Navigation Links
Leading evolutionary scientist to discuss how genome of bacteria has evolved
Date:3/1/2012

RIVERSIDE, Calif. Nancy A. Moran, an internationally renowned expert on evolution, will give the 2012 Alfred M. Boyce Lecture at the University of California, Riverside on Monday, March 5.

The lecture, titled "Genome evolution in endosymbiotic bacteria," will take place at 4 p.m. in the Genomics Auditorium, Room 1102A, Genomics Building. The talk will be followed by a reception at 5 p.m. in the Entomology Building lobby. Both the talk and reception are free of charge and open to the public. Parking costs $6.

Endosymbiotic bacteria are bacteria that live only within specialized host cells. Symbiotic associations between insects and bacteria have evolved many times and are driven by a variety of effects of symbionts on hosts, including protection from enemies, manipulation of reproductive systems, and nutritional provisioning. Although these symbionts typically cannot be cultured, studies of their genomes have illuminated their biology and their functions in hosts. In her talk, Moran will share insights into general patterns of genome evolution gained from these studies.

Moran is the William H. Fleming Professor in the Department of Biology and Evolutionary Ecology at Yale University, where she has been since 2010. She received her Ph.D. in zoology from the University of Michigan in 1982, following which she became a National Academy of Sciences Scholar at the Institute of Entomology in Czechoslovakia. Later, she had a postdoctoral fellowship at Northern Arizona University. In 1986 she joined the faculty at the University of Arizona, where she worked her way through the professorial steps to become a Regents' Professor in 2001.

Moran's area of interest is the symbiotic relationship between insects and their bacterial symbionts. Her research combines genomic, genetic, molecular, and population studies to investigate a variety of topics in the evolution of these systems. She has authored or co-authored more than 150 publications and her work is highly cited (~10,000 times).

Her numerous honors include: John D. and Catherine T. MacArthur Fellow; member of the American Academy of Microbiology; member of the National Academy of Sciences; member of the American Academy of Arts and Sciences; fellow of the American Association for the Advancement of Science; and the International Prize for Biology from the Japanese Society for the Promotion of Science.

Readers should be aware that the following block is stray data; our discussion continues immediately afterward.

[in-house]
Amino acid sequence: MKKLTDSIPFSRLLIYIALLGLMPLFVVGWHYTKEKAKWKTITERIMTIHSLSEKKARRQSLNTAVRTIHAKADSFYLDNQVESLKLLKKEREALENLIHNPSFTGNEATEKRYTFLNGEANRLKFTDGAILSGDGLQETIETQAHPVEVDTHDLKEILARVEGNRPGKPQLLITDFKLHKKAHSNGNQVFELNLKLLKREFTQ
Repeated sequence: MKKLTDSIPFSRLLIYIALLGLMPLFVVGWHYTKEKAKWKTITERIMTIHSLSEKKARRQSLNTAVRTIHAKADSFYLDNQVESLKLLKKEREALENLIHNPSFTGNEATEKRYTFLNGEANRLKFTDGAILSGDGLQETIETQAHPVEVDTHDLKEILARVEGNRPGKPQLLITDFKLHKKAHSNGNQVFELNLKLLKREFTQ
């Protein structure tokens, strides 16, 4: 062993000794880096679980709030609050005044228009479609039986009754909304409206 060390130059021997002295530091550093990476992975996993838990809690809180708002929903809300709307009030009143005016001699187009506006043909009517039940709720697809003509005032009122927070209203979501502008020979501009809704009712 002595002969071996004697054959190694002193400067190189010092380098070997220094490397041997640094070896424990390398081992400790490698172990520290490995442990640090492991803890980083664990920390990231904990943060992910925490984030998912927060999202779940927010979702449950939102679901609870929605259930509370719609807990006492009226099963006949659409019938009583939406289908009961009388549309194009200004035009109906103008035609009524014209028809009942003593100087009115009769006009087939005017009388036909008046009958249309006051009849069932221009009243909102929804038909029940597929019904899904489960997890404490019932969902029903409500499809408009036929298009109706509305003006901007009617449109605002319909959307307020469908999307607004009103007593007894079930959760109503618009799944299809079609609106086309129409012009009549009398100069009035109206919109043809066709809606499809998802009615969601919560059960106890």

The Boyce lectures were instituted in 1977 and honor Alfred M. Boyce (1901-1997), one of the world's leading authorities on insects and mites that attack citrus and walnuts. Boyce served as the director of the UCR Citrus Experiment Station, first dean of the College of Agriculture, and assistant director of the statewide Agricultural Experiment Station.


'/>"/>

Contact: Iqbal Pittalwala
iqbal@ucr.edu
951-827-6050
University of California - Riverside
Source:Eurekalert

Related biology news :

1. Leading German Researcher awarded Elseviers 2011 Tetrahedron Prize
2. Verified Clinical Trials System Implemented at Leading Global Contract Research Organization to Improve Participant Safety and Data Integity
3. The leading edge of stress: New genomic, optogenetic and epigenetic findings
4. Evolution offers clues to leading cause of death during childbirth
5. Misleading morphology: 3 European parasitoid wasp species are seasonal forms of just 1
6. SomaLogic announces agreement with leading global pharma company to accelerate R&D
7. National labs leading charge on building better batteries
8. Joslin researchers identify pathways leading to activation of good fat
9. Firewood movement leading cause of oak infestation in San Diego County
10. John Theurer Cancer Center researchers shared 14 leading edge studies at recent ASCO meeting
11. Editor-in-chief of leading robotics journal responds to Obamas robotics initiative
Post Your Comments:
*Name:
*Comment:
*Email:
(Date:6/30/2017)... , June 30, 2017 Today, ... developer and supplier of face and eye tracking ... Featured Product provider program. "Artificial ... innovative way to monitor a driver,s attentiveness levels ... from being able to detect fatigue and prevent ...
(Date:6/14/2017)... (NYSE: IBM ) is introducing several innovative partner startups ... collaboration between startups and global businesses, taking place in ... nine startups will showcase the solutions they have built with ... France is one of the ... percent increase in the number of startups created between 2012 ...
(Date:5/16/2017)... 16, 2017  Veratad Technologies, LLC ( www.veratad.com ), ... and identity verification solutions, announced today they will participate ... May 15 thru May 17, 2017, in ... Trade Center. Identity impacts the lives ... today,s quickly evolving digital world, defining identity is critical ...
Breaking Biology News(10 mins):
(Date:10/12/2017)... (PRWEB) , ... October 12, 2017 , ... ... for two-dimensional representations of a complex biological network, a depiction of a system ... big mess,” said Dmitry Korkin, PhD, associate professor of computer science at Worcester ...
(Date:10/12/2017)... ... October 12, 2017 , ... ... prospective clinical study that demonstrates the accuracy of the FebriDx® test, a ... significant acute bacterial and viral respiratory tract infections by testing the body’s ...
(Date:10/12/2017)... ... October 12, 2017 , ... ... genomics analysis platform specifically designed for life science researchers to analyze and ... researcher Rosalind Franklin, who made a major contribution to the discovery of ...
(Date:10/11/2017)... ... ... a basic first aid supply for any work environment, but most personal eye wash can ... a dangerous substance enters both eyes? It’s one less decision, and likely quicker response time ... , “Whether its dirt and debris, or an acid or alkali, getting anything in your ...
Breaking Biology Technology: